Columns › CEO's Column
17 Aug 2020
5 min read
Column by 4x World Champion Chris McCormack
How will the first ever staging of the SLT Arena Games go? The truth is that none of us know, including me.
What I am sure of is that I cannot wait to see it unfold. It will be so different in so many ways, not least because the distances are so short. These are probably the shortest distances the triathletes have ever done with the 200m swim, 4km bike and 1km run.
And when you take into account pool swimming, Zwift riding and self-powered curved treadmill running, as well as the unique transitioning, this is going to be so interesting.
Later in the week I will be giving my predictions for the ones to watch in both the men’s and women’s field, but before that here are the challenges that the athletes face in Rotterdam on Sunday.
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Everyone will be focussed on what’s happening on the bikes and the treadmills, but for me it’s all about the pool swimming.
Anybody who knows swimming knows 200m flat out is one of the most difficult distances. You come off the dive, you are fully committed, the lactate burns at about 45 seconds and you still have to get through another 100m of swimming, drilling that lactate throughout your entire body and shortening up your stroke and pushing the heart rate through the roof.
You have to look for swimmers who are exceptional in a pool, with amazing form, great off the walls in their turns and can drop super fast times with minimal lactate damage getting out.
Someone like Richard Murray, who is not naturally a power swimmer, is very good at sticking in a pack, finding feet, and in the right circumstances in open water can literally stick with anyone. He prepares and trains for that knowing he has a skilful bike leg, incredibly fast transitions and is so powerful on the run.
The swim in Richard’s case up until now has always been about position and finding the right race allies to bring him through the swim.
When you give someone like Richard their own pool lane, and implement a semi match race effort against more refined swimmers, it is in the back half of the 200 metre effort that we may see him lose some time.
Javier Gomez is a 15 minute 1500m swimmer and a sub-2 minute 200m swimmer. There’s a big difference between a 2:15 swimmer and a sub-2 minute swimmer. It’s not only 15 seconds but how they are getting out of the water, the lactate damage post the effort and that third turn at 150 metres where you come off the wall and have to really open up with technique and balance to drop fast times. Javier is all over this.
For Javier to swim a 2:05 he’s getting out a lot fresher than Richard swimming a pb to stay within 5-10 seconds of him over these distances. These distances seem insignificant, but when the race distances are so short, seconds matter.
In the women’s field the big swimmers like Cassandre Beaugrand, Georgia Taylor-Brown and Jess Learmonth have similar advantages to Javier.
Dives, turns and technical swim ability will also be so much more important than normal. Look for good streamlining off the walls and in particular the sting of the third lap of the effort. That is when the big gaps will open and separate the pure swimmers from the fitness reliant ones.
I see the key to the bike as being how quickly you transition up to power, controlling what that 5 minute power number is and holding that.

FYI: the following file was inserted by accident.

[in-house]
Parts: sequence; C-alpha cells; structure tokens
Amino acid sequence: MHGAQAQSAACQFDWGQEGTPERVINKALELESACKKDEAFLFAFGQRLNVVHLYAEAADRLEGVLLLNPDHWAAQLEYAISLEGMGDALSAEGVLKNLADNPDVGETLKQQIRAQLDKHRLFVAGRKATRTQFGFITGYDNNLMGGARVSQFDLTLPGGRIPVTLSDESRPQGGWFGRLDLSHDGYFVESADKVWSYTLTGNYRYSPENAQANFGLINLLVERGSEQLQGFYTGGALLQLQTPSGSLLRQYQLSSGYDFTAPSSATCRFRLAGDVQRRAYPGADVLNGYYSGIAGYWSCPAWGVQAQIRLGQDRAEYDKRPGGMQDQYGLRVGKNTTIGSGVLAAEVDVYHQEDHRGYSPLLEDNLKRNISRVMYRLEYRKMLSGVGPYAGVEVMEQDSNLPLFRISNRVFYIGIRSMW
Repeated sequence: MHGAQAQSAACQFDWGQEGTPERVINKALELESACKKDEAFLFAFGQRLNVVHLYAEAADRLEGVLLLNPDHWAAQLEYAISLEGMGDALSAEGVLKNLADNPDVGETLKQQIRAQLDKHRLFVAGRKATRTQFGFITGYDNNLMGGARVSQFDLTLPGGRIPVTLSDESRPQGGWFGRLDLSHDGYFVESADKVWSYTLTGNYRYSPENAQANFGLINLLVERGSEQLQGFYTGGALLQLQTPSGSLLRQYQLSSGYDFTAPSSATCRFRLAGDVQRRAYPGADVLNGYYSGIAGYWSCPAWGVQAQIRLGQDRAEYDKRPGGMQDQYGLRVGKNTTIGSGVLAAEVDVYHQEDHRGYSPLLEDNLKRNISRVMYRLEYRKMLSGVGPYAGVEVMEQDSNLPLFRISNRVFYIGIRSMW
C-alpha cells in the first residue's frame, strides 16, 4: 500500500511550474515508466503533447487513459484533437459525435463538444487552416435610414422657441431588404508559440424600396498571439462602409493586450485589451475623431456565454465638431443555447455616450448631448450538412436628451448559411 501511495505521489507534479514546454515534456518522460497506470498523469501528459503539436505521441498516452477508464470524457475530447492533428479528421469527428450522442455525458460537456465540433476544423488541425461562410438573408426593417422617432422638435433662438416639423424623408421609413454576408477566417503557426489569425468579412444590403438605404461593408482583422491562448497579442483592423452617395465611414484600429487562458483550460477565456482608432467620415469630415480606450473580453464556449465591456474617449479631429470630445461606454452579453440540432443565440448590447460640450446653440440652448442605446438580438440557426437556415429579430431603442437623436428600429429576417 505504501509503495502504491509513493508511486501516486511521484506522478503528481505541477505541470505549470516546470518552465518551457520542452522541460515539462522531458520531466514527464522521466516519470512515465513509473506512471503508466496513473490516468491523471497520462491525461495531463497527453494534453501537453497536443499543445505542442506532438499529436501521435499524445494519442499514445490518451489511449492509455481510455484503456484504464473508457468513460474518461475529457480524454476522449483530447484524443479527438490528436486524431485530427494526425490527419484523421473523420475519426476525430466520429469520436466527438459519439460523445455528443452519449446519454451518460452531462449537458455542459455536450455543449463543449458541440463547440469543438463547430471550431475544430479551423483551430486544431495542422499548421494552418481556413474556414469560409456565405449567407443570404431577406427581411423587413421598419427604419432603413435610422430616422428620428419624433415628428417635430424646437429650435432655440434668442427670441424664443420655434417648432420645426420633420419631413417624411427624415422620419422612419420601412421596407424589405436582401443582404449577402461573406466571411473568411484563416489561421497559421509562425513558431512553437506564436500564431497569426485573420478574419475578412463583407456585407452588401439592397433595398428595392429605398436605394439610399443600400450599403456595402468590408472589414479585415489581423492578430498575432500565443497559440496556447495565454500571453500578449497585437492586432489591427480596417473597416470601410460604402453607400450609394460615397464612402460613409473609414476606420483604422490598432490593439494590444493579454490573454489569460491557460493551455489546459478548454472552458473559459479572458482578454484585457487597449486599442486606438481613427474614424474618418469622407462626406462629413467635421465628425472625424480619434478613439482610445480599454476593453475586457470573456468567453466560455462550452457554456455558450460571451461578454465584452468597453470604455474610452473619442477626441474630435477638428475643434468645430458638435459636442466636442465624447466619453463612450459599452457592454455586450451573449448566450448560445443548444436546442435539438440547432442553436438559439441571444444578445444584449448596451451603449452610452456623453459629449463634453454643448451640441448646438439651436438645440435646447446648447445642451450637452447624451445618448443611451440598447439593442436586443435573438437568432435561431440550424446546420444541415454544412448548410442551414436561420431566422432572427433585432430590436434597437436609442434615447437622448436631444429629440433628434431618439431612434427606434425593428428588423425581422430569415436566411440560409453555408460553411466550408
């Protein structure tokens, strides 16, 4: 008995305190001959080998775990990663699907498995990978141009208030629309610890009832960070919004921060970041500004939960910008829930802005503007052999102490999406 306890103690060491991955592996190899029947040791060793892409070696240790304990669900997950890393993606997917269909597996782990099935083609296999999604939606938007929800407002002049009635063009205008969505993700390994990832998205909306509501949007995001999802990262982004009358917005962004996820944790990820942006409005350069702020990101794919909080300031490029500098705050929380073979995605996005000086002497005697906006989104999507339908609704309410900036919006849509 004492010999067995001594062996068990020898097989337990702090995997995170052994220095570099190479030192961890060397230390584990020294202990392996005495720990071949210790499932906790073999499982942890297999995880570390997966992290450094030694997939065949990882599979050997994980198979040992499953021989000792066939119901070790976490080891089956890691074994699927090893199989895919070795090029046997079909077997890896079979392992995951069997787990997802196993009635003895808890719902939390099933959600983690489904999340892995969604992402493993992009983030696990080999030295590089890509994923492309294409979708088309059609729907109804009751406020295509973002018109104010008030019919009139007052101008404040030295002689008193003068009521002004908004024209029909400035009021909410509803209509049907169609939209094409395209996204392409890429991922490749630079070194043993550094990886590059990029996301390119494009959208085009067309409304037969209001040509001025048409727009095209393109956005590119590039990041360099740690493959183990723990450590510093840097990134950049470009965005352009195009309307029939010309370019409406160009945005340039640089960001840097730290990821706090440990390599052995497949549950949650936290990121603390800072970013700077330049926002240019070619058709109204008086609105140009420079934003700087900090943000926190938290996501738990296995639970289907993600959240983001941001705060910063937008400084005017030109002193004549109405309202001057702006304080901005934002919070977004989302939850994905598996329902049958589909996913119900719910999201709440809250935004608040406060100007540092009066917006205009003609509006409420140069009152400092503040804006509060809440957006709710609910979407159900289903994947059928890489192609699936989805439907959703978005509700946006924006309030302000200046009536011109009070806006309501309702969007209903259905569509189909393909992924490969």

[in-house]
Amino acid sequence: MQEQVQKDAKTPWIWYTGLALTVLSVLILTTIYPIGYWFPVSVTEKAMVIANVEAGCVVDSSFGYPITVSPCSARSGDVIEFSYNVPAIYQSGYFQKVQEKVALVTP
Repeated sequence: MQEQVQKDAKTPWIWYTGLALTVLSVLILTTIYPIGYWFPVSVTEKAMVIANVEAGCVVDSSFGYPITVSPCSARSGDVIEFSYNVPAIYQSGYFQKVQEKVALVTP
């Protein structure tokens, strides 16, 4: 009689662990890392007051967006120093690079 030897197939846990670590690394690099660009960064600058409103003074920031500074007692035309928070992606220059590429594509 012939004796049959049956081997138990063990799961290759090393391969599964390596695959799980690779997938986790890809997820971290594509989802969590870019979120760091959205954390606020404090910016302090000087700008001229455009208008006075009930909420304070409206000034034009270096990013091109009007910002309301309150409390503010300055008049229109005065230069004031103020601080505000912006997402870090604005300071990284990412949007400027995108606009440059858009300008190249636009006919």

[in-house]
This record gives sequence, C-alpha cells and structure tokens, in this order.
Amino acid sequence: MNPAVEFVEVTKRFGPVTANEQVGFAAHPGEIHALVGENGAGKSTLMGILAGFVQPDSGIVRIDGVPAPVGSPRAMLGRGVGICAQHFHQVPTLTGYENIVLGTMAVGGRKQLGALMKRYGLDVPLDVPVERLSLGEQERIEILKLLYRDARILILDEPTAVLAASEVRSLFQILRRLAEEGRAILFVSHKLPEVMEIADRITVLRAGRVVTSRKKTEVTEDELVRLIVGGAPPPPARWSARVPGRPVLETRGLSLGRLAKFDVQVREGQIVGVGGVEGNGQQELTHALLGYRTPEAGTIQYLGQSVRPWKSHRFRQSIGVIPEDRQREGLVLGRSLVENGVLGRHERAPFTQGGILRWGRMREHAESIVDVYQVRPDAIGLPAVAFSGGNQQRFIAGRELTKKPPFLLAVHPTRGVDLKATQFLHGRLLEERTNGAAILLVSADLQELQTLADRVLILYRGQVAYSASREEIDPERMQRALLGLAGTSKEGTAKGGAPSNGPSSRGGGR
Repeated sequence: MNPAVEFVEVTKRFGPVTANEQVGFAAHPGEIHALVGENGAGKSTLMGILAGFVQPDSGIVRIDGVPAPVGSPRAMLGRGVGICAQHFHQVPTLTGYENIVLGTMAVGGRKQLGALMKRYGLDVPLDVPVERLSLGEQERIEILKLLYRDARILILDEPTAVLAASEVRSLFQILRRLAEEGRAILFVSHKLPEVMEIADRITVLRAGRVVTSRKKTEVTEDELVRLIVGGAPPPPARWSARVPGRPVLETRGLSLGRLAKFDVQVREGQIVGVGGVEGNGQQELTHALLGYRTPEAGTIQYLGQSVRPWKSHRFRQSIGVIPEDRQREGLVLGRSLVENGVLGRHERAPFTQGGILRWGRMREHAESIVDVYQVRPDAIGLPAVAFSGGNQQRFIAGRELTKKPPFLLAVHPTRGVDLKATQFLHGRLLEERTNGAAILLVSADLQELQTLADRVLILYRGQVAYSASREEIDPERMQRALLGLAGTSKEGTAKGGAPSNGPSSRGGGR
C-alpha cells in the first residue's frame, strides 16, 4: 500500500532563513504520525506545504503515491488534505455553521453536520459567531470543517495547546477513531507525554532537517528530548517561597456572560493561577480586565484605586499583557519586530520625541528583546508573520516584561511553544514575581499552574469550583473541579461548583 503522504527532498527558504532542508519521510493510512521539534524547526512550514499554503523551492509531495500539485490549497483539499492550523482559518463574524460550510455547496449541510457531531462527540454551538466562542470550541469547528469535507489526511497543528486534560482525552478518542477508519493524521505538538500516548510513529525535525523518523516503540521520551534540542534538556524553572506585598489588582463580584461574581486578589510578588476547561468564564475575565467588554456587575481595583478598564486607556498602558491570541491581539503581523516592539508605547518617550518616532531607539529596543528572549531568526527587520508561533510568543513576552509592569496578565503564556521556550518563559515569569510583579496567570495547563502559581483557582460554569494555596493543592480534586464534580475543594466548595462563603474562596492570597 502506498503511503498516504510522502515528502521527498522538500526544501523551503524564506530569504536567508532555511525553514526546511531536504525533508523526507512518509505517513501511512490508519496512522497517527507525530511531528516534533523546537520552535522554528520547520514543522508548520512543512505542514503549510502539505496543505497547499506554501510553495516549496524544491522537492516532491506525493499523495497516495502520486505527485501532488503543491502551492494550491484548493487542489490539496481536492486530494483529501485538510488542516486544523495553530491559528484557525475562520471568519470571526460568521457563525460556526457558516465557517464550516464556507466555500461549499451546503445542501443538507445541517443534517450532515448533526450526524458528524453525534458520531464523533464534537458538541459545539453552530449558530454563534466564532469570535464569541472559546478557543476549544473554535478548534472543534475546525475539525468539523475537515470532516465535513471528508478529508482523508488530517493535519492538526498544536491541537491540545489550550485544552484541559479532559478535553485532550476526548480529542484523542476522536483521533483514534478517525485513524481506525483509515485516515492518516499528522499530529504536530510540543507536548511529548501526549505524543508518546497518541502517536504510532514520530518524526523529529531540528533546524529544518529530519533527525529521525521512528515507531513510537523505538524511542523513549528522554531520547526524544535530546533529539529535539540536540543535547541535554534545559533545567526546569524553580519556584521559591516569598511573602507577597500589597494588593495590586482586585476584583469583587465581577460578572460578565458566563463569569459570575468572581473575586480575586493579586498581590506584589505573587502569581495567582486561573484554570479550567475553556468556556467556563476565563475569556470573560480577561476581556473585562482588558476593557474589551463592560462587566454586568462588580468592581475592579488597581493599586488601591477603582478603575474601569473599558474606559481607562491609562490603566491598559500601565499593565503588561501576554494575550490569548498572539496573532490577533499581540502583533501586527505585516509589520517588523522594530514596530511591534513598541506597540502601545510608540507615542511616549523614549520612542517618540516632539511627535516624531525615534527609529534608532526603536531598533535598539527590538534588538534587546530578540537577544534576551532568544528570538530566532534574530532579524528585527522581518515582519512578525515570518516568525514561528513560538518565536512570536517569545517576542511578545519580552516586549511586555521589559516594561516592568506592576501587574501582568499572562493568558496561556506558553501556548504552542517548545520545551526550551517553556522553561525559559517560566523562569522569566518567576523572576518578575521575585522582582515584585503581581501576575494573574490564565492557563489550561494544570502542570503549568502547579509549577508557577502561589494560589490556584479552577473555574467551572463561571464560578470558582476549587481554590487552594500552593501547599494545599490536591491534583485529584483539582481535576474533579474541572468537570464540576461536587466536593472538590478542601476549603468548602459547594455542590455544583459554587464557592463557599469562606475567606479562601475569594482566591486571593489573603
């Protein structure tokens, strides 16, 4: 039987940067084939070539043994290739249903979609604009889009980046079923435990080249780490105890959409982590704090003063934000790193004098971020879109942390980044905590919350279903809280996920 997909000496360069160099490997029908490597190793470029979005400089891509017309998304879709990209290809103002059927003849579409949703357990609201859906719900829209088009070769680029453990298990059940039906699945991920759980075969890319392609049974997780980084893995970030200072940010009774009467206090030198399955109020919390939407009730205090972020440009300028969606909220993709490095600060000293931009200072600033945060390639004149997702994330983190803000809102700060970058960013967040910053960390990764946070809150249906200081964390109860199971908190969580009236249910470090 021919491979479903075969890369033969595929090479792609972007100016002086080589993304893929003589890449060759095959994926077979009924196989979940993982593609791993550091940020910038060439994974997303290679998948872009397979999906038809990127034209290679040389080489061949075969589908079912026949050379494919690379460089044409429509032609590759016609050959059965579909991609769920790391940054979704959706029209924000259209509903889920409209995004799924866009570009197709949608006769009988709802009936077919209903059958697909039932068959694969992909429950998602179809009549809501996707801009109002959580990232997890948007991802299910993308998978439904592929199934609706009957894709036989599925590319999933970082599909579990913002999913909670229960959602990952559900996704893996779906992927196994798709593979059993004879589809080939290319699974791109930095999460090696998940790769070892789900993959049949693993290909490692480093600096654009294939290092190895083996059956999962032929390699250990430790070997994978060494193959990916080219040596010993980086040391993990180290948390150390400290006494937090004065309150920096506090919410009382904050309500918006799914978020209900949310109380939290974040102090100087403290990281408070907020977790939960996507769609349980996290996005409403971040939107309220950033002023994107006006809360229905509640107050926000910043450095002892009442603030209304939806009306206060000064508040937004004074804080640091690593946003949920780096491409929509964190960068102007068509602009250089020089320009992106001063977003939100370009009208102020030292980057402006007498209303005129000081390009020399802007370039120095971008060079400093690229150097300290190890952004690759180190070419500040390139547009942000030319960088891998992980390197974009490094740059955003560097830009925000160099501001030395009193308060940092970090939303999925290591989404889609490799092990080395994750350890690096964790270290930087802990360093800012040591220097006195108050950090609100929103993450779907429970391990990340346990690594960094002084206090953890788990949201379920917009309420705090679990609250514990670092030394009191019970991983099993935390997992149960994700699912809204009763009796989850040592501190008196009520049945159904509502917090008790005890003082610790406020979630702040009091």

It seems insignificant, but timing an effort for 4km is tough. If you blast too high of power early the drop off as the lactate builds can be enormous.
On Zwift everyone assumes they will see each other up the road. But in Zwift races when you miss the start those packs are gone.
Those who can quickly transition onto the bike and ramp up out of the pen, get going and hold their power could get out of sight and put everybody else on the chase. We have seen that gaps are tough to close and this will be a critical element of play for the racers. Out of sight out of mind.
It’s also a small field so if you don’t allow people to jump on your wheel and get that benefit of drafting you have a big advantage. The athletes that manage it will have to maintain their gaps and not give up any time.
Being aware of what is happening with your competitors will be critical. It is understanding how to be aware that will be tough. Working with your coaching team to give you that information will be key.
If it breaks up so the athletes can’t get on each other’s wheel then it is individuals riding against each other and it’s just pure power. Match racing is beautiful racing and I expect to see a bunch of this. Basically hang on and hold on. It is going to bite really hard.
I used the curved treadmills a lot when I got older and it is much different to conventional treadmill running because you have to keep the pace yourself.
I ran with a guy much taller than me, Matt Read. I have relatively short legs in comparison and we found it suited a shorter athlete.
You can lose your stride because of the curve and the shorter athletes tend to be able to sit on top of their run rhythm a little bit better.
In the men’s field someone like Jonas Schomburg, who is a taller athlete, may struggle as will Anthony Pujades, but Pierre Le Corre, Javier Gomez and Richard Murray will be really strong on those treadmills.
Transitions will make or break this racing because of how fast you can migrate between the disciplines and how quickly you get up to speed.
You’re only focussed on yourself now whereas in a conventional race you are out with a pack and move with them. It is flat out from start to finish.
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